The high priest may have thought that since no useful accusation has come out against Jesus through the false witnesses, perhaps His testimony would condemn Him! This time Jesus answers the high priest, “I am.” With that short but direct reply, Jesus brings together Daniel 7:13 and Psalm 110:1, Old Testament scriptures that speak of the Messiah and His “eschatological coming!”
This question from the high priest proved to be “a stroke of genius.” Christ’s answer leads the high priest to tear his clothes, and quite possibly out of relief that they finally have evidence (supposed) against Him, He asks, “what further need do we have of witnesses? You have heard the blasphemy; how does it seem to you?
The gathered crowd responded by “condemning Him to death” (v. 64). And with that, it appears that they let out all their pent-up frustrations and hatred on Jesus (v. 65).
66 “And while Peter was below in the courtyard, one of the slave women of the high priest *came, 67 and seeing Peter warming himself, she looked at him and *said, “You were with Jesus the Nazarene as well.” 68 But he denied it, saying, “I neither know nor understand what you are talking about.” And he went out onto the [a]porch.[b] 69 The slave woman saw him, and began once more to say to the bystanders, “This man is one of them!” 70 But again he denied it. And after a little while the bystanders were again saying to Peter, “You really are one of them, for you are a Galilean as well.” 71 But he began to [c]curse himself and to swear, “I do not know this man of whom you speak!” 72 And immediately a rooster crowed a second time. And Peter remembered how Jesus had made the remark to him, “Before a rooster crows twice, you will deny Me three times.” And [d]he hurried on and began to weep.”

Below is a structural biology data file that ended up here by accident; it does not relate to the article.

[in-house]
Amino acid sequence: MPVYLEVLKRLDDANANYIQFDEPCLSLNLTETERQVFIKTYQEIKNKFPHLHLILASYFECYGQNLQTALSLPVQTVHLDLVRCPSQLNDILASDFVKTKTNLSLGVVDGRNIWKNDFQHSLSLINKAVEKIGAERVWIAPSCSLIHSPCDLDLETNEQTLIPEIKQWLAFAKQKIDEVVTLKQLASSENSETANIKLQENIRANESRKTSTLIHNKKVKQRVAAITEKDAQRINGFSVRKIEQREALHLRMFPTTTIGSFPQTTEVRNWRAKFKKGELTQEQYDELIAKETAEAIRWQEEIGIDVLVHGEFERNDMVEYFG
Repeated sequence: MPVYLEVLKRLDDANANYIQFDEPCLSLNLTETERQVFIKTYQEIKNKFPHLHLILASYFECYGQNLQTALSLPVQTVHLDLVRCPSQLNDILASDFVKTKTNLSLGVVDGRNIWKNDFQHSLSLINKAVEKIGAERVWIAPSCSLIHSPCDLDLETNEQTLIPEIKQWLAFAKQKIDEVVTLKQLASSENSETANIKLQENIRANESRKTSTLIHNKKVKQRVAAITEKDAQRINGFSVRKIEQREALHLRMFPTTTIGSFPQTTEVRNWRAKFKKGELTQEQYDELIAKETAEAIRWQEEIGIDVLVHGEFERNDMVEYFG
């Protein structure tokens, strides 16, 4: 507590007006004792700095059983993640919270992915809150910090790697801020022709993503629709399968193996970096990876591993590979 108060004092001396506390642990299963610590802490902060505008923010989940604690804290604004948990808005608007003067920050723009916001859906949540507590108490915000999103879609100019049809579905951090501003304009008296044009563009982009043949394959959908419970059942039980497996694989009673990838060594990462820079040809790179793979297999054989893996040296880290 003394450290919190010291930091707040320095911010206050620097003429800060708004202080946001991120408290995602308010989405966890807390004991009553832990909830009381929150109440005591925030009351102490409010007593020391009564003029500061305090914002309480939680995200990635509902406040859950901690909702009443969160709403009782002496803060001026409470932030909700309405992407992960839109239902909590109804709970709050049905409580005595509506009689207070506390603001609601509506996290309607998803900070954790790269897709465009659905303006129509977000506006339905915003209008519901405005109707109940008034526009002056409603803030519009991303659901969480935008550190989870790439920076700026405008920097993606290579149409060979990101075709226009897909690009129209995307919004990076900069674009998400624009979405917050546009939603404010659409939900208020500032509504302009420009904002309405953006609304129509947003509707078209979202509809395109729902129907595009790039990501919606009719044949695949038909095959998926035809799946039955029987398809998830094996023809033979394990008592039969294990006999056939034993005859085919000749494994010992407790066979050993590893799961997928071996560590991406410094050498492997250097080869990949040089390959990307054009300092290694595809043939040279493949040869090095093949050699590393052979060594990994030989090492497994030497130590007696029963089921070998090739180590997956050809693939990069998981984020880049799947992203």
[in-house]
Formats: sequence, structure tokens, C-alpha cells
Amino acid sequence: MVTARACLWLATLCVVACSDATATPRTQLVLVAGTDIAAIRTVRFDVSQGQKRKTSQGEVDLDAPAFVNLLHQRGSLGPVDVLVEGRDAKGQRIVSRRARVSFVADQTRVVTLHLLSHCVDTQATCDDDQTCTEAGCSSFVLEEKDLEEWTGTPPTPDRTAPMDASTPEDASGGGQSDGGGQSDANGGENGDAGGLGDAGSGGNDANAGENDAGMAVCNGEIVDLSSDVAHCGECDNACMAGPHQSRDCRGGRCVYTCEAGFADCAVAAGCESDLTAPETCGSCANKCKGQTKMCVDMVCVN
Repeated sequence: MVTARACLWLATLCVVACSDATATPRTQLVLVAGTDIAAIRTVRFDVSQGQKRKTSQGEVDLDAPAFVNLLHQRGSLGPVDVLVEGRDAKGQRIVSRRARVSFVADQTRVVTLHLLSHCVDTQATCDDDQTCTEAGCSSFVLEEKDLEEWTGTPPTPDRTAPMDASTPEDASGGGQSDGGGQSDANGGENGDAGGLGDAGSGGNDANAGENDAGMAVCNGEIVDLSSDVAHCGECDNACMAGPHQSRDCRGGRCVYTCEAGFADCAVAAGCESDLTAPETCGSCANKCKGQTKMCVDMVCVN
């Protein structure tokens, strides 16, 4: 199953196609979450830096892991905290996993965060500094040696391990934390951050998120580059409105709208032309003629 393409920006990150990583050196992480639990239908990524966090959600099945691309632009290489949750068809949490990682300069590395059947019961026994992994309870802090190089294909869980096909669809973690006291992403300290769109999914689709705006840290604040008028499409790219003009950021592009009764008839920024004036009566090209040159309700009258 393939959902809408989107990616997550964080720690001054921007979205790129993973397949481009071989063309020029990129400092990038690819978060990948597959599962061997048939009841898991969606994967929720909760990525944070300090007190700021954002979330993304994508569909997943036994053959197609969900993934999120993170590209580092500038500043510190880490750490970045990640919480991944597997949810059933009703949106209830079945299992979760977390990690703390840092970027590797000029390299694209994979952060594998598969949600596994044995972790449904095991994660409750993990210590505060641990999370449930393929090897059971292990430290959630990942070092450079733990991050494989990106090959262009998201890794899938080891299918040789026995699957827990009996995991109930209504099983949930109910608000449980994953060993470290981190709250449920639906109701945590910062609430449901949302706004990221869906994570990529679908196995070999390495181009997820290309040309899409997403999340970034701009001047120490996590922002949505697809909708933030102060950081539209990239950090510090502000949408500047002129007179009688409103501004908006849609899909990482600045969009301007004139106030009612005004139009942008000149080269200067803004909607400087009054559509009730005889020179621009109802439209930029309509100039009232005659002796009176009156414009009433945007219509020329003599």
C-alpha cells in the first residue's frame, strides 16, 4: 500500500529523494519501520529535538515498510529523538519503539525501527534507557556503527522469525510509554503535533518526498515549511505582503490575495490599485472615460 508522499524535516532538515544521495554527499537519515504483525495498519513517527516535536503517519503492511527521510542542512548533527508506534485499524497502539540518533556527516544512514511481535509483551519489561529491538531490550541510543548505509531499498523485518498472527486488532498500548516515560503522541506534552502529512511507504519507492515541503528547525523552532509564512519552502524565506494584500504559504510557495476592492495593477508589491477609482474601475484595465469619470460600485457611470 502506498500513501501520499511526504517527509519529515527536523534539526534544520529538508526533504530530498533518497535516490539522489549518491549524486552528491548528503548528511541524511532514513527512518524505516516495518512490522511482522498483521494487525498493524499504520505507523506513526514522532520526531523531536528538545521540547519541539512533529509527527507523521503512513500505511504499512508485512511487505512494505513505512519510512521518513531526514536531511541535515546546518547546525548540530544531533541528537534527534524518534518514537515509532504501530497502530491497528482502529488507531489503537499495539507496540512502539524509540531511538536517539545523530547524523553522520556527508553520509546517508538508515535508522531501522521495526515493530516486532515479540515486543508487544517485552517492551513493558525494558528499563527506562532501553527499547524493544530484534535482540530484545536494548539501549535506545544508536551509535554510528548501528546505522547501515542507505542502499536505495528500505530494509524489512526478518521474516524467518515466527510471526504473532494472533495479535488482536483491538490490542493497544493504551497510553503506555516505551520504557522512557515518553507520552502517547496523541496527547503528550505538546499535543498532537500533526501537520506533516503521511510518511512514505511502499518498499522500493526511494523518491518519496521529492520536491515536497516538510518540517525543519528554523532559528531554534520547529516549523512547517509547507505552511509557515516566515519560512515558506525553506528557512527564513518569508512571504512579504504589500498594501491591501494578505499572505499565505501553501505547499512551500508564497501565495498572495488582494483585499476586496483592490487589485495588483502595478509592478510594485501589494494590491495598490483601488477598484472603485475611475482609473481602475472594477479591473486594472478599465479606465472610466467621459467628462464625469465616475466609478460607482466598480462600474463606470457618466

FOCUS TWO: PETER’S DENIAL
We read back in verse fifty-four that Peter follows the crowd at a distance right into the high priest’s courtyard (v. 54). That is either very courageous or very stupid of Peter. Remember that he just used his sword against the slave of the high priest and cut off his ear (v. 47)! But here he is, “warming himself by the fire with the officers.”